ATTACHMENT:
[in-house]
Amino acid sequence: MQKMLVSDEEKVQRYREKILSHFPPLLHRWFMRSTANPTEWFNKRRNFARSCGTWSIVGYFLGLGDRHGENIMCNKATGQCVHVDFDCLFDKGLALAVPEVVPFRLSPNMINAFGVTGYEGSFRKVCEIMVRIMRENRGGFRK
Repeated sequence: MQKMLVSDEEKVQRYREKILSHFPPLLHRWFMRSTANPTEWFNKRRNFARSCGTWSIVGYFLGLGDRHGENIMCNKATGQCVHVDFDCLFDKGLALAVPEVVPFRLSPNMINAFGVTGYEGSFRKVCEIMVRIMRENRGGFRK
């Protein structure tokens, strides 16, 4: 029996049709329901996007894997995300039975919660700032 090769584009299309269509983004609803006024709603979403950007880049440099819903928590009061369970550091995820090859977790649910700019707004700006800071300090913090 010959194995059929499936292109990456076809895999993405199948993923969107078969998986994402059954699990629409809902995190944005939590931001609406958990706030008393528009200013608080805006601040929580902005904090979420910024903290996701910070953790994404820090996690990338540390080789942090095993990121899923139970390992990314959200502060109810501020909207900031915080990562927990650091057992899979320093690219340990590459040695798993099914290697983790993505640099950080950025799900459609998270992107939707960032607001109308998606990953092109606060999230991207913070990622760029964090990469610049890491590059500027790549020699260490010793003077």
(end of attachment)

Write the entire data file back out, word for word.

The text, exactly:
[in-house]
Amino acid sequence: MQKMLVSDEEKVQRYREKILSHFPPLLHRWFMRSTANPTEWFNKRRNFARSCGTWSIVGYFLGLGDRHGENIMCNKATGQCVHVDFDCLFDKGLALAVPEVVPFRLSPNMINAFGVTGYEGSFRKVCEIMVRIMRENRGGFRK
Repeated sequence: MQKMLVSDEEKVQRYREKILSHFPPLLHRWFMRSTANPTEWFNKRRNFARSCGTWSIVGYFLGLGDRHGENIMCNKATGQCVHVDFDCLFDKGLALAVPEVVPFRLSPNMINAFGVTGYEGSFRKVCEIMVRIMRENRGGFRK
């Protein structure tokens, strides 16, 4: 029996049709329901996007894997995300039975919660700032 090769584009299309269509983004609803006024709603979403950007880049440099819903928590009061369970550091995820090859977790649910700019707004700006800071300090913090 010959194995059929499936292109990456076809895999993405199948993923969107078969998986994402059954699990629409809902995190944005939590931001609406958990706030008393528009200013608080805006601040929580902005904090979420910024903290996701910070953790994404820090996690990338540390080789942090095993990121899923139970390992990314959200502060109810501020909207900031915080990562927990650091057992899979320093690219340990590459040695798993099914290697983790993505640099950080950025799900459609998270992107939707960032607001109308998606990953092109606060999230991207913070990622760029964090990469610049890491590059500027790549020699260490010793003077």